There is no statutory sick leave above what is mentioned above in The Philippines. That being said, employee contracts, company policy, and collective bargaining agreements often include sick leave benefits.

An employee who has paid at least three monthly Social Security contributions in the 12 month period prior to the illness or injury, is confined for more than three days in a hospital or elsewhere, and has the approval of the SSS, is entitled to be paid by his employer at 90% of his average daily salary per day of confinement, but only after all sick leave with pay due from the employer has been exhausted. The employer is entitled to 100% reimbursement from SSS. The employee must submit directly to SS to receive reimbursement.

Maternity/Paternity Leave in the Philippines

A female member of the Social Security System (SSS) who has paid at least 3 monthly contributions in the twelve-month period immediately preceding the semester of her childbirth or miscarriage shall be paid a daily maternity benefit equivalent to 100% of her average daily salary. This benefit is for 105 days for live birth, regardless of delivery method, and 60 days for miscarriages or emergency termination of pregnancy. Such benefit is available for every instance of pregnancy, miscarriage, or emergency termination.​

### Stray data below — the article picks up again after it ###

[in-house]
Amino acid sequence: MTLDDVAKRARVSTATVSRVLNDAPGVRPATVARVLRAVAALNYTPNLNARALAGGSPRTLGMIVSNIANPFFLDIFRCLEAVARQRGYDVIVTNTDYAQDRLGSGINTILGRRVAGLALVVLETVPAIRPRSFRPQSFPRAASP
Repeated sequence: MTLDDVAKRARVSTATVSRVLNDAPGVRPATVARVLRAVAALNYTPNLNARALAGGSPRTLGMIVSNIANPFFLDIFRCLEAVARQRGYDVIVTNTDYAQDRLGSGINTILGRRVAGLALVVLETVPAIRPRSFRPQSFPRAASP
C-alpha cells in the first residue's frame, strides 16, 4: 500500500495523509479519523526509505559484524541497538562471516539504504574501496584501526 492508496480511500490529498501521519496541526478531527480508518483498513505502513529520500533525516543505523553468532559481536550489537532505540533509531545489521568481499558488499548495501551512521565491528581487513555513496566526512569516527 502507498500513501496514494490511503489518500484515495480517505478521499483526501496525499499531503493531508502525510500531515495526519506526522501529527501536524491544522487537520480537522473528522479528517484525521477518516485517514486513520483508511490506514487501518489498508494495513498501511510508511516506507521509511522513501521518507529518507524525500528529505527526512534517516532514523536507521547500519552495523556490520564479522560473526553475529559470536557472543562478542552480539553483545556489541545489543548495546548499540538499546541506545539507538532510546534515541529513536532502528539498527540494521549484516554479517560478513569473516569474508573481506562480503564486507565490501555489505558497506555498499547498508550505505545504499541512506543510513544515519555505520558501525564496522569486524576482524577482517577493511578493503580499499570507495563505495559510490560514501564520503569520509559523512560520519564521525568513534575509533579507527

Married male employees are eligible for seven days of paid paternity leave for their first four children, as long as they live in the same household. Leave must be taken within 60 days of the birth.

Health Insurance in the Philippines

The Philippines has compulsory universal healthcare which is funded through payroll taxes and the general budget. Private health care is also available. The Private Healthcare system caters to 30% of the population.

Many employers offer benefits for private medical insurance.  We recommend a taxable allowance in the amount of US$300 to US$600 to cover the cost of a private medical plan. Occasionally the individual needs assistance finding a plan since they may not have the know-how to find and select a plan.